Fintepla Reduces Seizures Across All Ages in Dravet, Data Show

About 50% of patients in the study reduced or quit other anitseizure therapies

Steve Bryson, PhD avatar

by Steve Bryson, PhD |

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Fintepla | Dravet Syndrome News | illustration of various medicines in pill, liquid, and injectable forms

More than 70% of Dravet syndrome (DS) patients demonstrated a reduction in seizure frequency of at least 50% while treated with Fintepla (fenfluramine) as an add-on therapy for up to one year, according to an analysis of real-world data.

The antiseizure response to this medication was similar in children, adolescents, and adults.

About 50% of patients across all age groups discontinued or reduced the dose of an antiseizure medication while receiving Fintepla, which was an important finding because some antiseizure medications may contribute to cognitive impairment, the researchers noted.

The real-world analysis was published in the journal Epilepsia Open in the study “An examination of the efficacy and safety of fenfluramine in adults, children, and adolescents with Dravet syndrome in a real-world practice setting: A report from the Fenfluramine European Early Access Program.”

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Fintepla | Dravet Syndrome News | illustration of different types of medications

Lowering Fintepla Doses With Age or Diacomit Can Be Effective: Study

Fintepla, by Zogenix, is an oral medication approved for Dravet syndrome that is prescribed with other antiseizure therapies to reduce the frequency of seizures.

Clinical trials and open-label extension studies supporting the therapy’s approval, which enrolled patients whose seizures were not controlled with their current antiseizure medication, demonstrated a significant reduction in seizure frequency.

Not all Dravet patients, however, had access to or were eligible to participate in these clinical trials. The European Medicines Agency allowed an early access program (EAP) for Fintepla to treat those with debilitating illnesses before marketing approval.

The study and its results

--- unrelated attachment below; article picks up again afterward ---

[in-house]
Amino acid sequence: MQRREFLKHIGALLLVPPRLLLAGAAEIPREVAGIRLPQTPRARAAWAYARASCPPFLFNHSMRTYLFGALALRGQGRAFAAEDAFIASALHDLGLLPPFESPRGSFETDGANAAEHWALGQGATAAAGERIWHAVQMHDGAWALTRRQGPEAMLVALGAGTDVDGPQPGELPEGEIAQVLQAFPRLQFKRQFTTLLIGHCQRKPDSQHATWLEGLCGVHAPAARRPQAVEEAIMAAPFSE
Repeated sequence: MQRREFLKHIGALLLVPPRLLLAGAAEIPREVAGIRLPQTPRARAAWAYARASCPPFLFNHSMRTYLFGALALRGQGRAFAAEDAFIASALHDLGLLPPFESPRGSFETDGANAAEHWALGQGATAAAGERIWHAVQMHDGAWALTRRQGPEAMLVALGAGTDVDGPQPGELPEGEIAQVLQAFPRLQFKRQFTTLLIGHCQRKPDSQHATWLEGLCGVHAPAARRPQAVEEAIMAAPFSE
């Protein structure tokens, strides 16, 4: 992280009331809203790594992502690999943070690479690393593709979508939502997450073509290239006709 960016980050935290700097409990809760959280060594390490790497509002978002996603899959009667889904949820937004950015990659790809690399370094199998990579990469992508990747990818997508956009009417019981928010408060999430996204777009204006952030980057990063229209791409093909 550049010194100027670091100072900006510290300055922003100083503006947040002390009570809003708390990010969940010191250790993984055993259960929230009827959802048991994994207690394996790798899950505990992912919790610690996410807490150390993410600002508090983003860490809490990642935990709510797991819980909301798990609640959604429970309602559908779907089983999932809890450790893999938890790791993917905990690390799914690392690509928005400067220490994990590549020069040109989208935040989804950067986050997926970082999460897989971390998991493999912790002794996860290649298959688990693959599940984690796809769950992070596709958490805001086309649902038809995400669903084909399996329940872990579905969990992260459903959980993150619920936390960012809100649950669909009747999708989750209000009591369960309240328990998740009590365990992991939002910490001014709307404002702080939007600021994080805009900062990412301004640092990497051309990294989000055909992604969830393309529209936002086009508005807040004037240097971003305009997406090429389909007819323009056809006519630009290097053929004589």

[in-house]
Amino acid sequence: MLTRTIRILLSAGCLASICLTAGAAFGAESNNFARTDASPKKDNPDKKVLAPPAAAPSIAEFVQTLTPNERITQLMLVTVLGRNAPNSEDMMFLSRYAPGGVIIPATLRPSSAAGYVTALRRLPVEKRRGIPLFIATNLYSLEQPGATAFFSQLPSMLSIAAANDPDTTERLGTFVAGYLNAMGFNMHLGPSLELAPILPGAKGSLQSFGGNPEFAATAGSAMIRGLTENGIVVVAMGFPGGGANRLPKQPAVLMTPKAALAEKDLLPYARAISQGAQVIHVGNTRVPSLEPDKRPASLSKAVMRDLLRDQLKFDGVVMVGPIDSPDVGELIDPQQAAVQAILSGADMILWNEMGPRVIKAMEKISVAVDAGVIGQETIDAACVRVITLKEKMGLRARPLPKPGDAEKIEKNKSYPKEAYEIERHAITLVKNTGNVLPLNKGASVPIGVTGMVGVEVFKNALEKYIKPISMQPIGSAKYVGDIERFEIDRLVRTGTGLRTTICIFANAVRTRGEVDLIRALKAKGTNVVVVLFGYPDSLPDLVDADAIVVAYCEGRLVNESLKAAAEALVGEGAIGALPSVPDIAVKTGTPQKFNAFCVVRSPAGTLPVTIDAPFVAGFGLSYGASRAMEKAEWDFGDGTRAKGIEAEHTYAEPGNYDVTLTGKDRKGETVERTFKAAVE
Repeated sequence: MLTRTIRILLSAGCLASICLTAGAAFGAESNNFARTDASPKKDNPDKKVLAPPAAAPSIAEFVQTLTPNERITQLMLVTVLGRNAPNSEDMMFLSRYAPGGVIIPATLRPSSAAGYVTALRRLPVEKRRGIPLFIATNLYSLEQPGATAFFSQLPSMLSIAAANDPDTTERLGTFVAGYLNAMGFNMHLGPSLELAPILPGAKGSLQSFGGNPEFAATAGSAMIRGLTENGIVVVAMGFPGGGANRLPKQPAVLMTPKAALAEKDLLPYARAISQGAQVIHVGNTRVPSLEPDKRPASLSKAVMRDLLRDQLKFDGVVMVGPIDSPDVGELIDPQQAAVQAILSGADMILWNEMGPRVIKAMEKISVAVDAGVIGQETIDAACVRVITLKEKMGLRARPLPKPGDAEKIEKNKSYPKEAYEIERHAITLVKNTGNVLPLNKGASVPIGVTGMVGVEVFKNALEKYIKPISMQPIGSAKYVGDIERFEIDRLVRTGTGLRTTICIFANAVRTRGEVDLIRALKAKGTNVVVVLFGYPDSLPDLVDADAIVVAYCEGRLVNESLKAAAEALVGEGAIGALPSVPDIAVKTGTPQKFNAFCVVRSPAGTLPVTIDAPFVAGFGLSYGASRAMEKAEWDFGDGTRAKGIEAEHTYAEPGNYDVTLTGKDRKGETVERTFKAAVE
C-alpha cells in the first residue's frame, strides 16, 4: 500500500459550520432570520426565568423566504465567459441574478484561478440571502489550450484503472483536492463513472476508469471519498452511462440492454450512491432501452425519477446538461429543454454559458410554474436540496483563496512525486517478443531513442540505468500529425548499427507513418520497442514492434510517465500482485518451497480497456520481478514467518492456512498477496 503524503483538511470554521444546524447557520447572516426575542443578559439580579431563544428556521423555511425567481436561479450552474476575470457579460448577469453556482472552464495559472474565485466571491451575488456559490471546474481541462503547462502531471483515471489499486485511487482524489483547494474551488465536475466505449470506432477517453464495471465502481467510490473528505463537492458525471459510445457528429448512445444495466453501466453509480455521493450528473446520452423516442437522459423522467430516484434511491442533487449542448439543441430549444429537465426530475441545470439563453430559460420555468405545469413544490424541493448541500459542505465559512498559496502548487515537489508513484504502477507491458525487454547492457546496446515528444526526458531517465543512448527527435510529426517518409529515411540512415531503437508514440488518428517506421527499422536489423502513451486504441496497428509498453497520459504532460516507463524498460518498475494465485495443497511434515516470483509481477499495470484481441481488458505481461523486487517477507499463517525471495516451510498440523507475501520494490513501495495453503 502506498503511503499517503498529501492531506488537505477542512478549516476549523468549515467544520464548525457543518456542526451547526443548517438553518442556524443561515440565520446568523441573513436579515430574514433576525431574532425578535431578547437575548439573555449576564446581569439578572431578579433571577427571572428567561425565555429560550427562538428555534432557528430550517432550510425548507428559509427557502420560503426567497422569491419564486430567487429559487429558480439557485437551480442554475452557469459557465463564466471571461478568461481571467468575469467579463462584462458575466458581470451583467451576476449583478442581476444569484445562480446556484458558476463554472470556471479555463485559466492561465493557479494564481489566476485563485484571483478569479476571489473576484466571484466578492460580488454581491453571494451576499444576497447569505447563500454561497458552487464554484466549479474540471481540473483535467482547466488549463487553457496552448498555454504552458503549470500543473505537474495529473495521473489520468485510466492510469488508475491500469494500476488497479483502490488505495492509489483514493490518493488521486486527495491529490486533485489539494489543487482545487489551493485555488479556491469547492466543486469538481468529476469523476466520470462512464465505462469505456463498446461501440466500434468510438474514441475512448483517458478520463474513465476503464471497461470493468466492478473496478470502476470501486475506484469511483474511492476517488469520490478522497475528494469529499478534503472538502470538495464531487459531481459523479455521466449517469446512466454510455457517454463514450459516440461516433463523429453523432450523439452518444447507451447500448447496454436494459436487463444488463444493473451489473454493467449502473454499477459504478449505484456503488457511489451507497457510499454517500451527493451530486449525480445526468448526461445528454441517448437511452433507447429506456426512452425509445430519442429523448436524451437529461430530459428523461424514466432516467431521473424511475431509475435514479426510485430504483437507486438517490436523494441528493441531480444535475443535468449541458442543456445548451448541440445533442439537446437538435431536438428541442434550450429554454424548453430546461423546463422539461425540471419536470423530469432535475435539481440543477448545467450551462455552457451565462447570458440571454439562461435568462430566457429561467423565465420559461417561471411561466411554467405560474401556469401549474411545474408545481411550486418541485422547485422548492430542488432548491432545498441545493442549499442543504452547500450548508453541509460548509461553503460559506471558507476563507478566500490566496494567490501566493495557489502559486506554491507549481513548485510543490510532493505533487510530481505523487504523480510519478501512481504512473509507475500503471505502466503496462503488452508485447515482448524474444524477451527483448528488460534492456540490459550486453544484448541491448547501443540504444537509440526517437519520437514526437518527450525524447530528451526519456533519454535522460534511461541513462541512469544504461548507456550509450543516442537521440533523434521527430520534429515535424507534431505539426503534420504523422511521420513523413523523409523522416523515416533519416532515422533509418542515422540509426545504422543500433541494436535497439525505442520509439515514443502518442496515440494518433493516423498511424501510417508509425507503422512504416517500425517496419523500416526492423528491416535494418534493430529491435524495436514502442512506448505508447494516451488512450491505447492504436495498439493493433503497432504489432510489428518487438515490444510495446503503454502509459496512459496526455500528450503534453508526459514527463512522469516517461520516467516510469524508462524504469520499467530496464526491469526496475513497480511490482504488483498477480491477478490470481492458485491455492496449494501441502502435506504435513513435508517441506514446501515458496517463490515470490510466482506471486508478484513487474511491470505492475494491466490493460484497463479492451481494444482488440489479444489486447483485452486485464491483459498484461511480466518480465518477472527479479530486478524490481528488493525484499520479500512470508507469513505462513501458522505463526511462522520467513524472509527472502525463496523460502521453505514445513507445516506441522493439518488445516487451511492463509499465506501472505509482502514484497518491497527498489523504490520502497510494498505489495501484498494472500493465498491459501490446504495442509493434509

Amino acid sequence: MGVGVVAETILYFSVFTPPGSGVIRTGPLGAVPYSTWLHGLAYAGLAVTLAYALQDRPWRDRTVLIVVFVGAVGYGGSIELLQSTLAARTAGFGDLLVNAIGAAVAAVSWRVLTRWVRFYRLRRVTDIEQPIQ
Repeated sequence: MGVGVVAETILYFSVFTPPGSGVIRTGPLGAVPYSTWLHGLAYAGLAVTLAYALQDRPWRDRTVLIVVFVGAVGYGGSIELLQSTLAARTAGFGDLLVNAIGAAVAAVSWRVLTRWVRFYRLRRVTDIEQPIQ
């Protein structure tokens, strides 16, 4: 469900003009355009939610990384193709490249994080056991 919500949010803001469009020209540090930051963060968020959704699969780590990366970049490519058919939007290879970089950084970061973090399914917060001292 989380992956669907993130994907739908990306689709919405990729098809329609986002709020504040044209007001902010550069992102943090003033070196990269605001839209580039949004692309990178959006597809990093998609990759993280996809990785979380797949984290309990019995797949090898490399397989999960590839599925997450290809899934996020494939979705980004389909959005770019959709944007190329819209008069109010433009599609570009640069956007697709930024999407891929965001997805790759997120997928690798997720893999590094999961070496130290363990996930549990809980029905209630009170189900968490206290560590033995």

Scientists at Zogenix, with academic researchers across Europe, analyzed Dravet patients treated in the EAP.

A total of 149 patients were enrolled, including 63 under 6 years old, 62 between 6 to 17, and 24 adults. Almost all (97%) carried mutations in the SCN1A gene, which causes most cases of Dravet.

Nearly all participants were treated with three or more antiseizure medications in combination with Fintepla, more than half with Diacomit (stiripentol), and 13 with Epidiolex (cannabidiol).

Overall, more than half of Dravet patients experienced a marked decrease in the monthly convulsive seizure frequency (MCSF), defined as a greater than 75% reduction.

After three months of treatment, 62% of children under 6 showed more than a 75% reduction in MCSF. In those between 6 and 17 years, 53% experienced more than 75% MCSF reduction, while 50% of adults showed that same response rate.

The response was sustained for one year, with 55% of children under 6, 46% of those between 6 and 17, and 80% of adults demonstrating an MCSF drop of more than 75%.

In the group also treated with Diacomit, 73% had more than a 50% reduction in seizure frequency compared with 84% in those not treated with Diacomit. A greater than 75% response rate was achieved in 54% of Diacomit cotreated patients and 60% of those not treated with Diacomit.

In the participants who also received Epidiolex, 11 of the 13 (85%) showed a greater than 50% seizure frequency reduction, and four (31%) achieved a higher than 75% response rate.

As an indirect indicator of efficacy, 51% reduced their dose or discontinued another antiseizure medication after beginning Fintepla. A similar finding was seen across all age groups.

“This observation may be important for patients with DS because some of the [antiseizure medications] used in its treatment may contribute to cognitive dysfunction,” the researchers wrote. “Reducing doses or eliminating the drugs from the treatment regimens may have a positive influence on long-term cognitive function and in reducing the possibility of drug-drug interactions.”

Overall, 61.5% of participants were rated as “much improved” or “very much improved” by their physician, which was considered a clinically meaningful improvement. This occurred in 69.8% of children under 6, 55.8% of those between 6 and 17, and 54.1% of adults.

A total of 47% of patients experienced one or more adverse events (AEs), with loss of appetite and sleepiness being the most commonly reported in more than 10% of individuals. These AEs were similar in those receiving Diacomit and/or Epidiolex compared with those who were not receiving these medications.

Echocardiogram assessments of heart function, regularly performed in all patients according to regulatory recommendations, revealed no incidence of heart valve problems or high blood pressure in the blood vessels that supply the lungs. No cases of sudden death were reported due to epilepsy or other premature mortality causes.

“The magnitude, consistency, and durability of response to [Fintepla] for the treatment of seizures associated with DS were similar in patients with DS regardless of age group,” the authors wrote. “Benefits observed in the phase 3 program carry over when the product is used in real-world clinical practice.”

“These data demonstrate that the effects of [Fintepla] when used to treat adult patients with DS were virtually identical to those observed in the younger patient groups,” the authors added.